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NEXT STORY

Improving the air interception system

RELATED STORIES

Getting the air interception equipment into a Blenheim
Bernard Lovell Astronomer
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The next critical phase of our work took place at Leeson House. Now Leeson House was a slight rise above the town of Swanage through which one could look right across over the Bay of Swanage to the Isle of Wight, and I will return to that point in a moment. At that time we were still all concentrating on how to get this elementary air interception system on which we’d seen an echo from an aircraft into, into a Blenheim. Well, I remember one day going to, with Alan Hodgkin, we were being driven to the aerodrome at Christchurch to do something about one of the Blenheims there and we were talking about how we could possibly scan this narrow beam, which we were now producing from a three foot paraboloid, because that was about the largest we could get into the nose of the Blenheim, how to scan that to see so that we could get coverage from an appreciable area in front of the fighter, and I remember Alan suddenly saying, I know how to do it. We will rotate the scanner in a spiral and because then, and we will rotate using a mag slip the time base of the cathode ray tube in the spiral, and he said, I know how to make the spiral. We will go to an engineering firm and we will have a rotating cylinder, a sliced rotating cylinder and rotating the paraboloid at 1,000 rpm. What a wonderful device. We went to Nash and Thompson, and they very quickly made this brilliant engineering device of a spiral scanner, which would rotate at 1,000 rpm, and the sight of that mounted in the nose of a Blenheim was quite fantastic. I mean, one almost felt it was coming towards one of them and it was going to suck one into the aircraft. Other problems that had to be solved was how to use one scanner, one paraboloid for both receiving and transmitting, and you must- it has to be remembered that all of this was on this very high frequency, wavelengths of 10 cm was extremely new. Nothing at all was known about the properties of the radiation. Anyhow these problems were slowly overcome. I remember Skinner working endlessly on the problems of the crystal mixer and eventually in- with the most amazing speed we had the first flights of this elementary 10 cm air deception equipment in the Blenheim, in March of 1941, and that’s amazing. In those few months the transformation of this ungainly ground equipment into an elegant equipment which would fit into a small night fighter.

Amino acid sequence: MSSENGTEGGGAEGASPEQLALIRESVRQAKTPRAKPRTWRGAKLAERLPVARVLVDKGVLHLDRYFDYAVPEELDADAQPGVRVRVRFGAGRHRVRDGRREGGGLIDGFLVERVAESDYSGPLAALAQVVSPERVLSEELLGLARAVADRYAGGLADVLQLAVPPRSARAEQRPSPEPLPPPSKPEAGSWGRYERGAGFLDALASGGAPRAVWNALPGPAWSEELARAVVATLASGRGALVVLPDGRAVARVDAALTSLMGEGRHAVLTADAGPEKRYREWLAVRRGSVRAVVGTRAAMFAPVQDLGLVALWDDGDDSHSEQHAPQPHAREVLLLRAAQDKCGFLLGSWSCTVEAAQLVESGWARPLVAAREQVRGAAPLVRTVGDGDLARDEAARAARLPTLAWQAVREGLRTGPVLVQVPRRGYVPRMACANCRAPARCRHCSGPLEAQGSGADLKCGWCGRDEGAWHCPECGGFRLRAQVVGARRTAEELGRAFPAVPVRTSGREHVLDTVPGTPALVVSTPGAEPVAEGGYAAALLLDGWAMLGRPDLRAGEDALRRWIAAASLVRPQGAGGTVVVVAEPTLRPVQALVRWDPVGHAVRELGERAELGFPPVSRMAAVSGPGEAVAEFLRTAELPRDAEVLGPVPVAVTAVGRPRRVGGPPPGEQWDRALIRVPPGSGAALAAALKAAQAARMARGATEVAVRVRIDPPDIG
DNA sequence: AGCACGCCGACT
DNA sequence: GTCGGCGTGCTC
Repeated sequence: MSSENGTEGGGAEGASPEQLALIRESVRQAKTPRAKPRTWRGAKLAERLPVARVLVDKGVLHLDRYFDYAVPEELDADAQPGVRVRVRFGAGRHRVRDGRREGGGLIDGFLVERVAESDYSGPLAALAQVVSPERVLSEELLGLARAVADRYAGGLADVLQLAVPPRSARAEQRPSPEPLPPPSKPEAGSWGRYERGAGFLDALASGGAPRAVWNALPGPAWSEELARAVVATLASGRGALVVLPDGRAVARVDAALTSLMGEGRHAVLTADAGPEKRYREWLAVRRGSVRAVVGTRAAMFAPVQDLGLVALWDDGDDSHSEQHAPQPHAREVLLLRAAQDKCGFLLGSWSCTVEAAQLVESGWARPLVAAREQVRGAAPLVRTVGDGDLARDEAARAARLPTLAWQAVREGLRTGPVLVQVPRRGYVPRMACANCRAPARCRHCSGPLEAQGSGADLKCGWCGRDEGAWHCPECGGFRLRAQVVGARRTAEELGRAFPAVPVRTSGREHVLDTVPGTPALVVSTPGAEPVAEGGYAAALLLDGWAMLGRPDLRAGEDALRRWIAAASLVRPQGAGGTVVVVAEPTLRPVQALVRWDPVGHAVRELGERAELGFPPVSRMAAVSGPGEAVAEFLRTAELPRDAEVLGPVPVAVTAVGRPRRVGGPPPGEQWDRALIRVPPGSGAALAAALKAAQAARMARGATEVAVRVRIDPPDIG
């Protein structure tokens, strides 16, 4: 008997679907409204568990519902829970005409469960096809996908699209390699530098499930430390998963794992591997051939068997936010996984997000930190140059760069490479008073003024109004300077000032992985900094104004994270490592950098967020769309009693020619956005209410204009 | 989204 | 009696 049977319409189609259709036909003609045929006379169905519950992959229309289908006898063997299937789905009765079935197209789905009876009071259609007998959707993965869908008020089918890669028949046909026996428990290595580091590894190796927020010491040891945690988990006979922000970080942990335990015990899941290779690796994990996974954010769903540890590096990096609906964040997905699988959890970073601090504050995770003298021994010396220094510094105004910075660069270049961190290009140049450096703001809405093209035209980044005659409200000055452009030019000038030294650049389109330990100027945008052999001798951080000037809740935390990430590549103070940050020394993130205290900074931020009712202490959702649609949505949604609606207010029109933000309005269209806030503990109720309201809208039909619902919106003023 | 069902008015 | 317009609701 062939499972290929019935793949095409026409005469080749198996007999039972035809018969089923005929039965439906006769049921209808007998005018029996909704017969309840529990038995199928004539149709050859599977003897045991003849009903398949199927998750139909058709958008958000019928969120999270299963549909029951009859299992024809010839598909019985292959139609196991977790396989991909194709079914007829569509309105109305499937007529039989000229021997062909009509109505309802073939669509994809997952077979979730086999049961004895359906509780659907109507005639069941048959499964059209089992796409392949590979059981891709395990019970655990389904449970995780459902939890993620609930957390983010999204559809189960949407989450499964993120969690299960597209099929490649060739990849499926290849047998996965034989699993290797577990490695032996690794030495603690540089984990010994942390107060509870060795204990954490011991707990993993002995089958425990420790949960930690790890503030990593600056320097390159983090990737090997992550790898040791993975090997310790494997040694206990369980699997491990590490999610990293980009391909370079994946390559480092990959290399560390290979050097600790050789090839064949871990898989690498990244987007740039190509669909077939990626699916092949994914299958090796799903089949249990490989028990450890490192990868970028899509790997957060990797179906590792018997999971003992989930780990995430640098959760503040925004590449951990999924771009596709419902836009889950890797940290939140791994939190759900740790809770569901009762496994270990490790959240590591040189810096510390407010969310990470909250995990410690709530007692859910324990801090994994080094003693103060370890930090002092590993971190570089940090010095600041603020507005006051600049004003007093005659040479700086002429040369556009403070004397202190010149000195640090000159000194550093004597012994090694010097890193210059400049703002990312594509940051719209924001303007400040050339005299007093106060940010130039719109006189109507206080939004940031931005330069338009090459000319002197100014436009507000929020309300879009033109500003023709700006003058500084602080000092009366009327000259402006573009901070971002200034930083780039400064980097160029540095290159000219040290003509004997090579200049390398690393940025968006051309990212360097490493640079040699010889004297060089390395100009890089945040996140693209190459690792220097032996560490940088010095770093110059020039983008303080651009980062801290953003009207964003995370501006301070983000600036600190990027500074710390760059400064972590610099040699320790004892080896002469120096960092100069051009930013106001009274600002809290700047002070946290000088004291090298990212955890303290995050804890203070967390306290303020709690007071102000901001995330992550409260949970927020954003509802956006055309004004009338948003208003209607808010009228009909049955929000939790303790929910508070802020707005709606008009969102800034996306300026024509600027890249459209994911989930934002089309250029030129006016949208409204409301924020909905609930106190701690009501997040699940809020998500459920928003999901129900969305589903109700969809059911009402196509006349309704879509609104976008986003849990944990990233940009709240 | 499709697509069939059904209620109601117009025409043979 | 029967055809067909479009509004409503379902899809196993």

Bernard Lovell (1913-2012), British radio astronomer and founder of the Jodrell Bank Observatory, received an OBE in 1946 for his work on radar, and was knighted in 1961 for his contribution to the development of radio astronomy. He obtained a PhD in 1936 at the University of Bristol. His steerable radio telescope, which tracked Sputnik across the sky, is now named the Lovell telescope.

Listeners: Alastair Gunn Megan Argo

Alastair Gunn is an astrophysicist at Jodrell Bank Observatory, University of Manchester. He is responsible for the coordination and execution of international radio astronomical observations at the institute and his professional research concerns the extended atmospheres of highly active binary stars. Alastair has a deep interest and knowledge of the history of radio astronomy in general and of Jodrell Bank in particular. He has written extensively about Jodrell Bank's history.

Megan Argo is an astronomer at the University of Manchester's Jodrell Bank Observatory researching supernovae and star formation in nearby starburst galaxies. As well as research, she is involved with events in the Observatory's Visitor Centre explaining both astronomy and the history of the Observatory to the public.

Tags: Swanage, Leeson House, Isle of Wight, Bristol Blenheim, Nash & Thomson, Christchurch, Alan Hodgkin

Duration: 3 minutes, 46 seconds

Date story recorded: January 2007

Date story went live: 05 September 2008